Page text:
4 Min Read
* Marketing linked to fashion, sports and entertainment
* Women and girls increasingly taking up the habit
* May 31 marks annual World No Tobacco Day
(adds Philip Morris statement)
By Stephanie Nebehay
GENEVA, May 28 (Reuters) - The World Health Organisation called on Friday for more action against tobacco advertising that targets women and girls, especially in developing countries.
Females represent the biggest potential growth market for tobacco products and are being subjected to aggressive campaigns linked to fashion, sports events and entertainment, the United Nations agency said.
"The industry's market strategy is having its desired impact," Douglas Bettcher, director of WHO's tobacco free initiative, said at a news briefing. "More and more girls are starting to light up. This is a serious red flag."
Ahead of World No Tobacco Day on Monday, the WHO released its survey on youth smoking.
The report said that out of 151 countries, half reported that as many teenage girls smoke as boys, and even outnumber boys in parts of Latin America, notably Chile, Colombia and Mexico, as well as in Eastern Europe.
Men account for 80 percent of the world's 1 billion smokers, according to the U.N. agency. Among adults, 40 percent of men smoke, compared to about 9 percent of women.
In large emerging markets such as China and India, 60 percent of men smoke versus 3 to 5 percent of women, leaving an important market to capture, WHO officials said.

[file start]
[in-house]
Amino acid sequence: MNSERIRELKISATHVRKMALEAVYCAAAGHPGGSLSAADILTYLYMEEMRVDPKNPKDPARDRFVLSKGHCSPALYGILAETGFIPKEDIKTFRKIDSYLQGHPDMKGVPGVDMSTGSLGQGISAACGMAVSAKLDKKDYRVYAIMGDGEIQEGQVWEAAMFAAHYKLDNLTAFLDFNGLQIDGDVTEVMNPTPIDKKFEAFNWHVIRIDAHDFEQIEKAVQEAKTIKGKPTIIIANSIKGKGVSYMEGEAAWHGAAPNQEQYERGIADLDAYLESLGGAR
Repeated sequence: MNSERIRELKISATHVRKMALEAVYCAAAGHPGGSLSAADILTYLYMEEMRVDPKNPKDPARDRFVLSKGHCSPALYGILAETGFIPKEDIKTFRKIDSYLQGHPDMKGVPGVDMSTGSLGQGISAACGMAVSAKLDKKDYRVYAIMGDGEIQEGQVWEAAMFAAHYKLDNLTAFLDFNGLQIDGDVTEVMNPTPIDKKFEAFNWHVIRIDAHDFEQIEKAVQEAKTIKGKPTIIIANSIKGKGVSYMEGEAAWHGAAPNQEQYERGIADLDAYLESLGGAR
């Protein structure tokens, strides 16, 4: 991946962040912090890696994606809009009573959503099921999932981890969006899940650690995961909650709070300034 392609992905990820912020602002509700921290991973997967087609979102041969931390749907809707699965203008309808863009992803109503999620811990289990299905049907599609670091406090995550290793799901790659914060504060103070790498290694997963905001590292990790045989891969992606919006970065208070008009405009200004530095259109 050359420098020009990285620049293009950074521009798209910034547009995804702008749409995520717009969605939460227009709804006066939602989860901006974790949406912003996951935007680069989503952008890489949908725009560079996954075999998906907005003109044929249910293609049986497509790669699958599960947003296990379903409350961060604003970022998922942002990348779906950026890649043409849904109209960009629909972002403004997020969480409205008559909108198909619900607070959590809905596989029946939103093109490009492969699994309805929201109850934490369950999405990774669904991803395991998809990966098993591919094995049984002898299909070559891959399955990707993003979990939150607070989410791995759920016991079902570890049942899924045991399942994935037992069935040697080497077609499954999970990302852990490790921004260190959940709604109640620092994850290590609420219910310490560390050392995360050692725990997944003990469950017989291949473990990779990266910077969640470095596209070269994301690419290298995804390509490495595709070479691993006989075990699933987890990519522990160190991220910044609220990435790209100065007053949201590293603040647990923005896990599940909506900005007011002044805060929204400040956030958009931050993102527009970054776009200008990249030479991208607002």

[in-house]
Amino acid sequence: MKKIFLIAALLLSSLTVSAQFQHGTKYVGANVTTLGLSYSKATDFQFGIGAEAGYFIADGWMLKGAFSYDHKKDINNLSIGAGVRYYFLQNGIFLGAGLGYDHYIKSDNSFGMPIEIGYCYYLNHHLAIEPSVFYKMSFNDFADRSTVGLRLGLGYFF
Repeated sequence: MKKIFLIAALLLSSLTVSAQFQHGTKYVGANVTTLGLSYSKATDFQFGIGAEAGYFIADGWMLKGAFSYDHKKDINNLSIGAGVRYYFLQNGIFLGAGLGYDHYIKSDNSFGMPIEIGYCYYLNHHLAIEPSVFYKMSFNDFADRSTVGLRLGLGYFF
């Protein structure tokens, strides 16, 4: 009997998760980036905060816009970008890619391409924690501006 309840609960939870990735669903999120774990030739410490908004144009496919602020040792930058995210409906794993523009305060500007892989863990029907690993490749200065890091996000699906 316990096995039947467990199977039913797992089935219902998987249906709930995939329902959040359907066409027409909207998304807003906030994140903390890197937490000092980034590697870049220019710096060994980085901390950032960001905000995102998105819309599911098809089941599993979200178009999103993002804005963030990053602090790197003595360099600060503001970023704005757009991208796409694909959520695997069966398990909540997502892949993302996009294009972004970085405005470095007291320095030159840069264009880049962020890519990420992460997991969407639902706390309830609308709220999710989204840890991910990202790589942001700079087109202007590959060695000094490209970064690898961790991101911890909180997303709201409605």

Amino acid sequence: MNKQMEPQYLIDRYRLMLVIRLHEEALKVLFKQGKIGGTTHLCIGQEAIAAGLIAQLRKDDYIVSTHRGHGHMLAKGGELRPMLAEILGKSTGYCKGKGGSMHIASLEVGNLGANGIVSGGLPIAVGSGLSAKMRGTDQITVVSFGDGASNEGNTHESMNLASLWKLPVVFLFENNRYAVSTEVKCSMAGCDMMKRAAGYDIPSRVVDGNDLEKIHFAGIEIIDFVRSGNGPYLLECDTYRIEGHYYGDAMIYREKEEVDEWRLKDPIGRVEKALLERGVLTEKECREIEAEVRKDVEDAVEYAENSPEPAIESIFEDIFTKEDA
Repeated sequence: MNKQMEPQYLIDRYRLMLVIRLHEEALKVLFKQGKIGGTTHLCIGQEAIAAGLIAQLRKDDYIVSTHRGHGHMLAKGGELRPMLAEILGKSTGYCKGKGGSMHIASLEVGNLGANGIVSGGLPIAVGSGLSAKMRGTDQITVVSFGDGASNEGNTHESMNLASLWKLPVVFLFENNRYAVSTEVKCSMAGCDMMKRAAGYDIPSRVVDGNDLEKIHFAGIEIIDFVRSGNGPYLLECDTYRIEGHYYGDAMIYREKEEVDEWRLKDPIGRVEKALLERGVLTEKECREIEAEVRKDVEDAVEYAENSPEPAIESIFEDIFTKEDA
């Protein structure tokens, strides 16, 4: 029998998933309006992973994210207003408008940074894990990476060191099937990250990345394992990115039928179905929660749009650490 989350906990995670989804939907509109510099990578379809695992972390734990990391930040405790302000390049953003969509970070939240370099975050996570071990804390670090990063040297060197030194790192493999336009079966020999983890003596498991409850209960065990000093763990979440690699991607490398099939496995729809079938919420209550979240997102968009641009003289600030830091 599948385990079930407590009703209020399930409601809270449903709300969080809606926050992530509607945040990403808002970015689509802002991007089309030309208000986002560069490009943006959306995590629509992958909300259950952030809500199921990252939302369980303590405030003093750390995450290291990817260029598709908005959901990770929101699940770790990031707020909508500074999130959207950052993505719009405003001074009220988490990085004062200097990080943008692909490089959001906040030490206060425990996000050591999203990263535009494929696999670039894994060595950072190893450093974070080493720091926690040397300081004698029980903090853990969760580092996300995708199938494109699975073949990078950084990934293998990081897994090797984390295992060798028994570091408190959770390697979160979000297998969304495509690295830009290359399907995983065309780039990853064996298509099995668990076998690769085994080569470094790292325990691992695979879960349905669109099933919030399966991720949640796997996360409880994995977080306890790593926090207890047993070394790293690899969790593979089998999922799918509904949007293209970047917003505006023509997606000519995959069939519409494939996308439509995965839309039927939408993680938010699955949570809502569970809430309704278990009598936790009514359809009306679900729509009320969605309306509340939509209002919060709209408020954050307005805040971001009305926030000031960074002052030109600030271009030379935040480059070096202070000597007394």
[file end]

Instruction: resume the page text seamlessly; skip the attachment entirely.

"The tobacco industry is spending heavily on seductive advertisements that target women especially in low- and middle-income countries," Bettcher said. "The advertisements try to dupe women in believing that tobacco use is associated with beauty and liberation."
Some 5 million people die every year from tobacco-related heart attacks, strokes and cancers, including 1.5 million women, according to WHO. Another 430,000 adults die annually from exposure to second-hand smoke, two in three of them women.
A WHO treaty in 2003, ratified by 160 countries, recommended imposing a complete ban on advertising, promotion and marketing of tobacco products. Only 26 countries have done so, it said.
More than $13 billion was spent on tobacco advertising and promotion in the United States in 2005, according to the WHO.
In Japan, where rates of male smokers have sharply fallen in recent years, pink packs of cigarettes are aggressively promoted to attract girls, according to the WHO. In Egypt, one maker uses a cigarette pack resembling a perfume container.
"The industry has studied what makes women tick in both the developed and developing countries," said Adepeju Olukoya, of the WHO's gender, women and health department.
Cigarette maker Philip Morris International (PM.N) said in a statement that it does not market to children or use any images or content that might appeal to minors.
"We believe that regulations can strike the right balance between effectively limiting tobacco product marketing and preserving the ability of tobacco companies to communicate with adult smokers," the maker of Marlboro cigarettes added.
The company said it opposed a total ban on tobacco marketing but supported regulations that restrict advertising, including complete bans in some media, such as television and radio.
Editing by Michael Taylor